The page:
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Ft. Hood widow tells jury of lasting wounds

August 27, 2013|By Molly Hennessy-Fiske
  • In a courtroom sketch, convicted Ft. Hood gunman Maj. Nidal Hasan, center, sits before the judge, Army Col. Tara Osborn, during the sentencing phase of his trial.
In a courtroom sketch, convicted Ft. Hood gunman Maj. Nidal Hasan, center,… (Brigitte Woosley / Associated…)

FT. HOOD, Texas -- She had been married for five years with three children and plans for more, plans to buy a house and build a life -- but that life ended Nov. 5, 2009.

Dressed in black, Shoua Her took the stand Monday and told a military jury about the toll the mass shooting at this central Texas Army post, which killed 13, had taken on her and her family.

They had met in middle school, married and had two boys and a girl, ages 4, 2 and less than a year. They had come from Minnesota, where Pfc. Kham See Xiong, 23, had joined up after he was laid off. She didn’t want him to, but he had a father and two brothers in the military. They lived off-post, in Army housing.  

Just before the shooting, Her said, she exchanged texts with her husband. Would he be coming home for lunch? No, he said, he was busy, waiting in line at an Army medical building, the soldier readiness center that became ground zero for the attack.

During the trial, a witness told of waiting in line with Xiong, who chatted about sports and his family, showing off family photos on his cellphone in the moments before Maj. Nidal Malik Hasan opened fire.

Hasan, 42, an Army psychiatrist, was convicted last week of 13 counts of premeditated murder in connection with the shooting. One of those counts was Xiong.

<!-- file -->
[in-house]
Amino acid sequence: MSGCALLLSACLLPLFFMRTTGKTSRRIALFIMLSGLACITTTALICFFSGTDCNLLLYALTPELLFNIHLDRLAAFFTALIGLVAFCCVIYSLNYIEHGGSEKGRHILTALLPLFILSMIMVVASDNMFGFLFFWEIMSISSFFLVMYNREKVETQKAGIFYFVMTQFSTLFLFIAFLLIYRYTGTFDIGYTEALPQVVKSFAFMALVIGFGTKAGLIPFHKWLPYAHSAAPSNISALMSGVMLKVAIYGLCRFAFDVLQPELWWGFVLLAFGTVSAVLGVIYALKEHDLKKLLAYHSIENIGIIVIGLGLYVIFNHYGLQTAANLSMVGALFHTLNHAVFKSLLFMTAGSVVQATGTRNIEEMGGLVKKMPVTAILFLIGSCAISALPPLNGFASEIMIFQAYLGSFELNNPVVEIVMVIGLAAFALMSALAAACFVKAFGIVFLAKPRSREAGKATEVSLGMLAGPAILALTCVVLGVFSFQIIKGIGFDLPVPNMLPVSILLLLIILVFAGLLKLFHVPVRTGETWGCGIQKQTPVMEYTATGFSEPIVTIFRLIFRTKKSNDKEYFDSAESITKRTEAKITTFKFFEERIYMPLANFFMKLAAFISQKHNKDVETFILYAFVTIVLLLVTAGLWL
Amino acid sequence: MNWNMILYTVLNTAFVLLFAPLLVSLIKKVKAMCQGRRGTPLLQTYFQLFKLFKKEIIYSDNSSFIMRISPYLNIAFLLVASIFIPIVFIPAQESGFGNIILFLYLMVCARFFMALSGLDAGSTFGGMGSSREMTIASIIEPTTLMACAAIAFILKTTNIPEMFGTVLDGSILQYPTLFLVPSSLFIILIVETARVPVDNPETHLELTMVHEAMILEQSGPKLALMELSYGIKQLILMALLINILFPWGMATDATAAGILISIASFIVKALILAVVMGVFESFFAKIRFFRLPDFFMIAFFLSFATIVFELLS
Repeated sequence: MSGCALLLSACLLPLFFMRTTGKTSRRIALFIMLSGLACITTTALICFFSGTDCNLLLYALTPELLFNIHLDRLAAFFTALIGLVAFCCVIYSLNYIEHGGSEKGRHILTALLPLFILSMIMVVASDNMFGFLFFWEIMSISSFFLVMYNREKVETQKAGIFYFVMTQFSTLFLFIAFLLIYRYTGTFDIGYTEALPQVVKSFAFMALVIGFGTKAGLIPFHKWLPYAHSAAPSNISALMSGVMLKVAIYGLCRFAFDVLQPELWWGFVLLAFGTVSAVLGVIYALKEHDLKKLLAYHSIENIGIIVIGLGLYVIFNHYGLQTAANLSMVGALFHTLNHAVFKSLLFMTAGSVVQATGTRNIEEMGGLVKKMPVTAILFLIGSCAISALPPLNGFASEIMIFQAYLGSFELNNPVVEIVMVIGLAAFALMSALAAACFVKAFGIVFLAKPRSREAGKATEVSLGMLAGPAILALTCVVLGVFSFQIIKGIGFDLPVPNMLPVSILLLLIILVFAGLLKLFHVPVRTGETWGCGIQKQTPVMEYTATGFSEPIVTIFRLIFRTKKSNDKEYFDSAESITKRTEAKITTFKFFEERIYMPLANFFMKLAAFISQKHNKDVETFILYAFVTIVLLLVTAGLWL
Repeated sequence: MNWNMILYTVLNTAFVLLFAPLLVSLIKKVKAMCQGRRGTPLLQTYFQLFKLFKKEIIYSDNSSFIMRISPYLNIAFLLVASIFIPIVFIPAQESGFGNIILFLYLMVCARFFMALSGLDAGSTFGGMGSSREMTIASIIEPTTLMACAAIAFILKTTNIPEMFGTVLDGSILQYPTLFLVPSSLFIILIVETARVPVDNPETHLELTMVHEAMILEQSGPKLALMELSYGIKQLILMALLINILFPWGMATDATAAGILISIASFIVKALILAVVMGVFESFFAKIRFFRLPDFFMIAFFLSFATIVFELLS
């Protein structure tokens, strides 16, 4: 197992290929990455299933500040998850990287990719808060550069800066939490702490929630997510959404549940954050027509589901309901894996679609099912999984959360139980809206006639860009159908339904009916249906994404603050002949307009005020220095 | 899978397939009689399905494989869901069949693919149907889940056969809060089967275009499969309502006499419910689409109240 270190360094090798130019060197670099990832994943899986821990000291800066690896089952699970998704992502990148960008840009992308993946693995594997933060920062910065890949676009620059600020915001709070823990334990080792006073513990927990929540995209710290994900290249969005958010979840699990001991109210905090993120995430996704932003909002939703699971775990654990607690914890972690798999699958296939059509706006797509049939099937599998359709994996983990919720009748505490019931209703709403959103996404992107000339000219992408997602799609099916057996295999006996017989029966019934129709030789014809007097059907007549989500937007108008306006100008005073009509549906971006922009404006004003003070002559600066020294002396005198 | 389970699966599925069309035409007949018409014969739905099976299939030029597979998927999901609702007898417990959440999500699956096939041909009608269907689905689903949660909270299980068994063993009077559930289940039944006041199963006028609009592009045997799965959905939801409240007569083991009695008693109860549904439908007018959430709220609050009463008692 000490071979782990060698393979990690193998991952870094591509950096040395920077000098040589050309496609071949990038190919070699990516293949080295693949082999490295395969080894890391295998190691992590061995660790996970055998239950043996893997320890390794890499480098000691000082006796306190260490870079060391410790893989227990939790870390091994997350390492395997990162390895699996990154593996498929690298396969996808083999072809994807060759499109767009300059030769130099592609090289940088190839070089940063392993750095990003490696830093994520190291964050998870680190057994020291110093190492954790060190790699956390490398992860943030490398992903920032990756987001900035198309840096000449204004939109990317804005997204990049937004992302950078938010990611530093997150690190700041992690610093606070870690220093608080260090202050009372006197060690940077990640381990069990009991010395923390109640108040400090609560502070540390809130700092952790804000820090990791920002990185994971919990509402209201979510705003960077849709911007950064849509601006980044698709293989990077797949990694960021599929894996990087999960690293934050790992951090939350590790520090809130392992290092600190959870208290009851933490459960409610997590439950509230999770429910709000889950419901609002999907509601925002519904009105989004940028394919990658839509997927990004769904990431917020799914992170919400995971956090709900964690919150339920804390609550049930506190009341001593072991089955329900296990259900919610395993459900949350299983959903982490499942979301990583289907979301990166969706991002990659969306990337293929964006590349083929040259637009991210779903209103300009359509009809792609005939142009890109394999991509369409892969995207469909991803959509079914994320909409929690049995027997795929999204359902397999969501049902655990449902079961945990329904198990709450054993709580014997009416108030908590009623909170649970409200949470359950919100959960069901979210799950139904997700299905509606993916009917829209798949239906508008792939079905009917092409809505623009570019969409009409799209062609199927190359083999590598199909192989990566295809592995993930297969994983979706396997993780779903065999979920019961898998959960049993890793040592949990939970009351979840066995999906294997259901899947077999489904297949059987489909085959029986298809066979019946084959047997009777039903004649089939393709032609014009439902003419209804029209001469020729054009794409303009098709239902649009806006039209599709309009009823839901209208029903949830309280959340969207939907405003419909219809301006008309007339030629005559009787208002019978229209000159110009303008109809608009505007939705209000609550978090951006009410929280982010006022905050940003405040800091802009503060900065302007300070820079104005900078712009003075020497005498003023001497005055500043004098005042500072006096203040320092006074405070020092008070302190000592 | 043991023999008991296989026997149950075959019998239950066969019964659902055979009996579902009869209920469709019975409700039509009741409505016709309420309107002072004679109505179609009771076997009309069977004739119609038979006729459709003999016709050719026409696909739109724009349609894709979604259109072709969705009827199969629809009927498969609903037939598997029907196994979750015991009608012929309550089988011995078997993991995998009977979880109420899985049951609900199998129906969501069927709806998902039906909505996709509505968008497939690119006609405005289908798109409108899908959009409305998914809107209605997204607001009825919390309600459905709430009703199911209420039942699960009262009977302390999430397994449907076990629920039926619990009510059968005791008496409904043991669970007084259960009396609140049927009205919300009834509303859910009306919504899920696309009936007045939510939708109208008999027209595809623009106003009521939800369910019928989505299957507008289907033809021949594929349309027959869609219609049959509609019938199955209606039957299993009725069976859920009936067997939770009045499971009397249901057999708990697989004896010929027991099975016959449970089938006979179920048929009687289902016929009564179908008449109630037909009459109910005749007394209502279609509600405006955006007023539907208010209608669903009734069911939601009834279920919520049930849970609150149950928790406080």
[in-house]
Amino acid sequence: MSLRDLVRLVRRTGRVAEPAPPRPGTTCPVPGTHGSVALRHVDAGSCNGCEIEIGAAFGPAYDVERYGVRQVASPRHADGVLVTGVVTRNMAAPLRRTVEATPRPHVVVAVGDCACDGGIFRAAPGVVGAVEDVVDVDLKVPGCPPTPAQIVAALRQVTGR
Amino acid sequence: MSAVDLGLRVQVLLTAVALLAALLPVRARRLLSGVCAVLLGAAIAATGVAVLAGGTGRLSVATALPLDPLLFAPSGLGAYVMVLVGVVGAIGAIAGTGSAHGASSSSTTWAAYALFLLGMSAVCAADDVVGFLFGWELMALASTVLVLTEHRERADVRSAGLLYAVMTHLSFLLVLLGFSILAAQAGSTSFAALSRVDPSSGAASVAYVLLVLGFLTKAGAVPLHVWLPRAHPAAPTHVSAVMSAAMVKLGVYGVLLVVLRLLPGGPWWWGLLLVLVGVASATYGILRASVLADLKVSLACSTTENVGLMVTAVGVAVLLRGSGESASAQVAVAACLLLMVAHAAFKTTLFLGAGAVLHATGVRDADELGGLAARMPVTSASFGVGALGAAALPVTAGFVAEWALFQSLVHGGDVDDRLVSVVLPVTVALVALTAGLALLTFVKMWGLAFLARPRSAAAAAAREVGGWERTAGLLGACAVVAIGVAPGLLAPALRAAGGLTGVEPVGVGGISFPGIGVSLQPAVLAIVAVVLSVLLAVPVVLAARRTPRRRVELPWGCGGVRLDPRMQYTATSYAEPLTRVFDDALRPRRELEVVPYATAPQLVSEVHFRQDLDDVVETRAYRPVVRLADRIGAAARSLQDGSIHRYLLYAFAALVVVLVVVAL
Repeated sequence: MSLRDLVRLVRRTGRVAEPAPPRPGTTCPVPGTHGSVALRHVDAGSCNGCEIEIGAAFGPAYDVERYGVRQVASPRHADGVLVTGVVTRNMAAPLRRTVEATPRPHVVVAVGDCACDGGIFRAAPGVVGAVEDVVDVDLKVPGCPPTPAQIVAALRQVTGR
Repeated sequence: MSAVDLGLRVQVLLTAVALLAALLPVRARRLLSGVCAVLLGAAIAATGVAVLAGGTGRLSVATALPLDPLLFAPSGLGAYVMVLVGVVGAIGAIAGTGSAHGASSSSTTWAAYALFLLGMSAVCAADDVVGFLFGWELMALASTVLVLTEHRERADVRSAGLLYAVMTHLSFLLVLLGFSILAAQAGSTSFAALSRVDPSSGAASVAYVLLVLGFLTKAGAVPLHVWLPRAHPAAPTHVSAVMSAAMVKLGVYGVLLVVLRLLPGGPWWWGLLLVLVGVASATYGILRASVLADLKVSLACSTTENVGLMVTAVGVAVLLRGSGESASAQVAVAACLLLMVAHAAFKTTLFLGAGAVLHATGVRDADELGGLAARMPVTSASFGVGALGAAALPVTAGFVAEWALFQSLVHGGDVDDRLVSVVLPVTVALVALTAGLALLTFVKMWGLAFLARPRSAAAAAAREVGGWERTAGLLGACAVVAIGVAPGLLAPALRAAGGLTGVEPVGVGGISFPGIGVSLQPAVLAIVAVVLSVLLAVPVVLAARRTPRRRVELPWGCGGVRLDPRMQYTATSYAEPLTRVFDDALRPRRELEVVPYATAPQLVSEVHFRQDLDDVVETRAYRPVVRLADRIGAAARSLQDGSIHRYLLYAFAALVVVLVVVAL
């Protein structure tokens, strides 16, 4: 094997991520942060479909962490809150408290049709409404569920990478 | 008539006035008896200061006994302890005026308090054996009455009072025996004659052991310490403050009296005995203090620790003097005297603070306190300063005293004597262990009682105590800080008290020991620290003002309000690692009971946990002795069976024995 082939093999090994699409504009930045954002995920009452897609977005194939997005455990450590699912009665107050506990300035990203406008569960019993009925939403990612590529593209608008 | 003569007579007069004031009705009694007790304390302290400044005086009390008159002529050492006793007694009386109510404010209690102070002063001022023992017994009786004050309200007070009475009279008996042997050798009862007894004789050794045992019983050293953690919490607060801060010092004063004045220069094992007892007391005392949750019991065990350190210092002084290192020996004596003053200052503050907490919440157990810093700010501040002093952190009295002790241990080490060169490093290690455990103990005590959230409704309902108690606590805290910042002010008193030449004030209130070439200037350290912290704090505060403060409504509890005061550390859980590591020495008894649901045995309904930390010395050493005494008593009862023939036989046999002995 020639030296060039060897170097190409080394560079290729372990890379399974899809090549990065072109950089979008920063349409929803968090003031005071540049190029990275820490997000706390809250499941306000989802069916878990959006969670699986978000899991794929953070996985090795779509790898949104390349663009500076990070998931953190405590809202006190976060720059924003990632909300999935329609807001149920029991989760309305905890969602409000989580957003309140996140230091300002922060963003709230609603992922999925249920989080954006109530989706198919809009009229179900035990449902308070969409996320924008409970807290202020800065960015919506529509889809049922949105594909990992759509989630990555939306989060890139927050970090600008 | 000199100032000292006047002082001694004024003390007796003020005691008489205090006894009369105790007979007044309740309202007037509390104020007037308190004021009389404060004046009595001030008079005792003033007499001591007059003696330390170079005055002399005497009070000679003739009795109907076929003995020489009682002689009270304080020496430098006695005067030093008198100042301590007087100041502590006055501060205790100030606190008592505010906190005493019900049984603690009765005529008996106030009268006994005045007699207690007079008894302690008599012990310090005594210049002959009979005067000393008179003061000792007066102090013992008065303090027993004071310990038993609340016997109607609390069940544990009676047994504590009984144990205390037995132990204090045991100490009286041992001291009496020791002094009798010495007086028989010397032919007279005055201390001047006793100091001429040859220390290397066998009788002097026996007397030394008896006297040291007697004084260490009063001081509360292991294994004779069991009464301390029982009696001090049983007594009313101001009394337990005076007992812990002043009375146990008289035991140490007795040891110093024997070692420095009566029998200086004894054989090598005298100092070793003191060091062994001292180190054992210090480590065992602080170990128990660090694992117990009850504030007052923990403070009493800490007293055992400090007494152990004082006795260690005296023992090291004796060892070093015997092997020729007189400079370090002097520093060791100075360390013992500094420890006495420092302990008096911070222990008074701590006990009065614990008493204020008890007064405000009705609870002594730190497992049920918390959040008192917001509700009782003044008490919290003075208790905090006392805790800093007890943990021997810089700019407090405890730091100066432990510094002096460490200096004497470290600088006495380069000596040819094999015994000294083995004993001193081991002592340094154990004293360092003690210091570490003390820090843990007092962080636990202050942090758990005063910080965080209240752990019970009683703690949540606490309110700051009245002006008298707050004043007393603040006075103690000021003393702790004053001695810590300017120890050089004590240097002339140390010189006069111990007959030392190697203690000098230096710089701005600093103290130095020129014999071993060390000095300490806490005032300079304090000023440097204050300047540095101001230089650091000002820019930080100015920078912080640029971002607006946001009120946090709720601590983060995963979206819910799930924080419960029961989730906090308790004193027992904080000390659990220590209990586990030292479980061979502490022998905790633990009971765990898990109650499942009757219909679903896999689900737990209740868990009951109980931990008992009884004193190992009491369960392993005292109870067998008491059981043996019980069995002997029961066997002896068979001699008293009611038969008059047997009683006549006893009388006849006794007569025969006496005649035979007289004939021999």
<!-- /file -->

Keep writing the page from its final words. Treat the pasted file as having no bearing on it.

He was shot three times, twice in the head, a pathologist testified at trial. Bullets removed from his body were entered into evidence.

On Monday, his young widow told the jury of 13 officers who will decide Hasan's sentence about the other wounds they suffered after the shooting.

Her husband will never be there to walk their daughter down the aisle, to teach their sons how to be gentlemen. She has become a single mother, buying a house on her own but still missing him in it.

She will never again feel the safety of his arms around her, she said, his soft, gentle hands.

His side of the bed is empty, cold.

There will be no more children, no growing old together.

“All that was stripped away from me,” she said as she faced Hasan, who did not react, even when prosecutors displayed photos of the young family on a computer in front of him.

Hasan is facing a potential death sentence. More victims and relatives are expected to testify Tuesday.

Prosecutors want Hasan to join five others on military death row. But even if he is sentenced to death, execution is not guaranteed.

No U.S. soldier has been executed since 1961, in part due to an automatic and lengthy appeals process and the requirement that the president approve a military death sentence. Numerous military death row inmates have had their sentences overturned on appeal.

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